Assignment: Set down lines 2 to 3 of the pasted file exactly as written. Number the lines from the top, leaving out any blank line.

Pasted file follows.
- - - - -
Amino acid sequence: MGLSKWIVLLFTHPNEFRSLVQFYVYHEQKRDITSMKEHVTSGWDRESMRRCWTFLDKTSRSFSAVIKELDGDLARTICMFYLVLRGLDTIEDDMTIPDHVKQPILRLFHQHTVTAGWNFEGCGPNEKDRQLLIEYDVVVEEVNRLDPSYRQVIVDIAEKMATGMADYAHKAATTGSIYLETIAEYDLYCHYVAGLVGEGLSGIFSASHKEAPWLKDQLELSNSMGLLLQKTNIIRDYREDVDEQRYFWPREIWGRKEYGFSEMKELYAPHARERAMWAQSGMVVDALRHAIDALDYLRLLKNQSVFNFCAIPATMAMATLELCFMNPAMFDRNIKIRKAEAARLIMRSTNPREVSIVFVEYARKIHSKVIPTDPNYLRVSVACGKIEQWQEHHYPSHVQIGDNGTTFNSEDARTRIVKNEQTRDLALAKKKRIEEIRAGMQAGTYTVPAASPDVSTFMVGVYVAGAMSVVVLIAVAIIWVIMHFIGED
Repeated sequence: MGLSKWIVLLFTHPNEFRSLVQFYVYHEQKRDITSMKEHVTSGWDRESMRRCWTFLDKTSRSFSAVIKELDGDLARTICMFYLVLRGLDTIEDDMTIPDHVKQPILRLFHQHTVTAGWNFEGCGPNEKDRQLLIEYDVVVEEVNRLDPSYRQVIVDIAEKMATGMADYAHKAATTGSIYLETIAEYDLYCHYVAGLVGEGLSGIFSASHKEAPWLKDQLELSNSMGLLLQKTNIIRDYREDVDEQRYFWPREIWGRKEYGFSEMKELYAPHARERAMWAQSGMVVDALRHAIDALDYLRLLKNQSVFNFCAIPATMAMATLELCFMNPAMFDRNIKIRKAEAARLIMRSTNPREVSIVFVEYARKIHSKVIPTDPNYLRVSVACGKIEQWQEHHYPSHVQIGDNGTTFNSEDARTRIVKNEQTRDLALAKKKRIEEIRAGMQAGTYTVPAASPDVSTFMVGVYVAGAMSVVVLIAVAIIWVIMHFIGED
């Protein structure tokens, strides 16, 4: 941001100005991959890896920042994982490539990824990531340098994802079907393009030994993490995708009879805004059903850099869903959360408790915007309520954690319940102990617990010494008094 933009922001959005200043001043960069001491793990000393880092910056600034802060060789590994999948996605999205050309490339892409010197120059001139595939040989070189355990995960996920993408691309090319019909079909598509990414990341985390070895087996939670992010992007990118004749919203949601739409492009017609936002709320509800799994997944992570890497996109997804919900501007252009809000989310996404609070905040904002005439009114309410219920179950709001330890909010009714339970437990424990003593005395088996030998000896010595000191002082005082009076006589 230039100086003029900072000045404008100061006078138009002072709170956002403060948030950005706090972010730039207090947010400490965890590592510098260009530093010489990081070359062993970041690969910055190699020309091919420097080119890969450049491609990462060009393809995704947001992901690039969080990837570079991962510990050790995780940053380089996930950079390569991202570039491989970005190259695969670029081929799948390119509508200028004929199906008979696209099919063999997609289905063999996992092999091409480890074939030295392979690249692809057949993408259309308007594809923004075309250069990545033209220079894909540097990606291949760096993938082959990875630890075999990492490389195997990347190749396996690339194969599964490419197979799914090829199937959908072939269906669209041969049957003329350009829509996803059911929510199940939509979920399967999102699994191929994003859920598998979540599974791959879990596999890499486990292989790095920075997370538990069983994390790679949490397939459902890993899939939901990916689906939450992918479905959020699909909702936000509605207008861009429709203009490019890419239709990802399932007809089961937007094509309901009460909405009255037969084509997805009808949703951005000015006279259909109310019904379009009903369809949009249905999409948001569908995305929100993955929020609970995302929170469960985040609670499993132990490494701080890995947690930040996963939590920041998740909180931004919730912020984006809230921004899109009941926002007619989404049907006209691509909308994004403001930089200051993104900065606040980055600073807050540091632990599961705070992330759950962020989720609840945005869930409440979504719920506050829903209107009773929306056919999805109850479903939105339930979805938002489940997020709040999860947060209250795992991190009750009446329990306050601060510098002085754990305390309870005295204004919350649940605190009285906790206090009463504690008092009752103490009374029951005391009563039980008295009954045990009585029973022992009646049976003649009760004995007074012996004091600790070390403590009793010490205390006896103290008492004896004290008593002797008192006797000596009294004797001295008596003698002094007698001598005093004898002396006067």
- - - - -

Repeated sequence: MGLSKWIVLLFTHPNEFRSLVQFYVYHEQKRDITSMKEHVTSGWDRESMRRCWTFLDKTSRSFSAVIKELDGDLARTICMFYLVLRGLDTIEDDMTIPDHVKQPILRLFHQHTVTAGWNFEGCGPNEKDRQLLIEYDVVVEEVNRLDPSYRQVIVDIAEKMATGMADYAHKAATTGSIYLETIAEYDLYCHYVAGLVGEGLSGIFSASHKEAPWLKDQLELSNSMGLLLQKTNIIRDYREDVDEQRYFWPREIWGRKEYGFSEMKELYAPHARERAMWAQSGMVVDALRHAIDALDYLRLLKNQSVFNFCAIPATMAMATLELCFMNPAMFDRNIKIRKAEAARLIMRSTNPREVSIVFVEYARKIHSKVIPTDPNYLRVSVACGKIEQWQEHHYPSHVQIGDNGTTFNSEDARTRIVKNEQTRDLALAKKKRIEEIRAGMQAGTYTVPAASPDVSTFMVGVYVAGAMSVVVLIAVAIIWVIMHFIGED
């Protein structure tokens, strides 16, 4: 941001100005991959890896920042994982490539990824990531340098994802079907393009030994993490995708009879805004059903850099869903959360408790915007309520954690319940102990617990010494008094 933009922001959005200043001043960069001491793990000393880092910056600034802060060789590994999948996605999205050309490339892409010197120059001139595939040989070189355990995960996920993408691309090319019909079909598509990414990341985390070895087996939670992010992007990118004749919203949601739409492009017609936002709320509800799994997944992570890497996109997804919900501007252009809000989310996404609070905040904002005439009114309410219920179950709001330890909010009714339970437990424990003593005395088996030998000896010595000191002082005082009076006589 230039100086003029900072000045404008100061006078138009002072709170956002403060948030950005706090972010730039207090947010400490965890590592510098260009530093010489990081070359062993970041690969910055190699020309091919420097080119890969450049491609990462060009393809995704947001992901690039969080990837570079991962510990050790995780940053380089996930950079390569991202570039491989970005190259695969670029081929799948390119509508200028004929199906008979696209099919063999997609289905063999996992092999091409480890074939030295392979690249692809057949993408259309308007594809923004075309250069990545033209220079894909540097990606291949760096993938082959990875630890075999990492490389195997990347190749396996690339194969599964490419197979799914090829199937959908072939269906669209041969049957003329350009829509996803059911929510199940939509979920399967999102699994191929994003859920598998979540599974791959879990596999890499486990292989790095920075997370538990069983994390790679949490397939459902890993899939939901990916689906939450992918479905959020699909909702936000509605207008861009429709203009490019890419239709990802399932007809089961937007094509309901009460909405009255037969084509997805009808949703951005000015006279259909109310019904379009009903369809949009249905999409948001569908995305929100993955929020609970995302929170469960985040609670499993132990490494701080890995947690930040996963939590920041998740909180931004919730912020984006809230921004899109009941926002007619989404049907006209691509909308994004403001930089200051993104900065606040980055600073807050540091632990599961705070992330759950962020989720609840945005869930409440979504719920506050829903209107009773929306056919999805109850479903939105339930979805938002489940997020709040999860947060209250795992991190009750009446329990306050601060510098002085754990305390309870005295204004919350649940605190009285906790206090009463504690008092009752103490009374029951005391009563039980008295009954045990009585029973022992009646049976003649009760004995007074012996004091600790070390403590009793010490205390006896103290008492004896004290008593002797008192006797000596009294004797001295008596003698002094007698001598005093004898002396006067």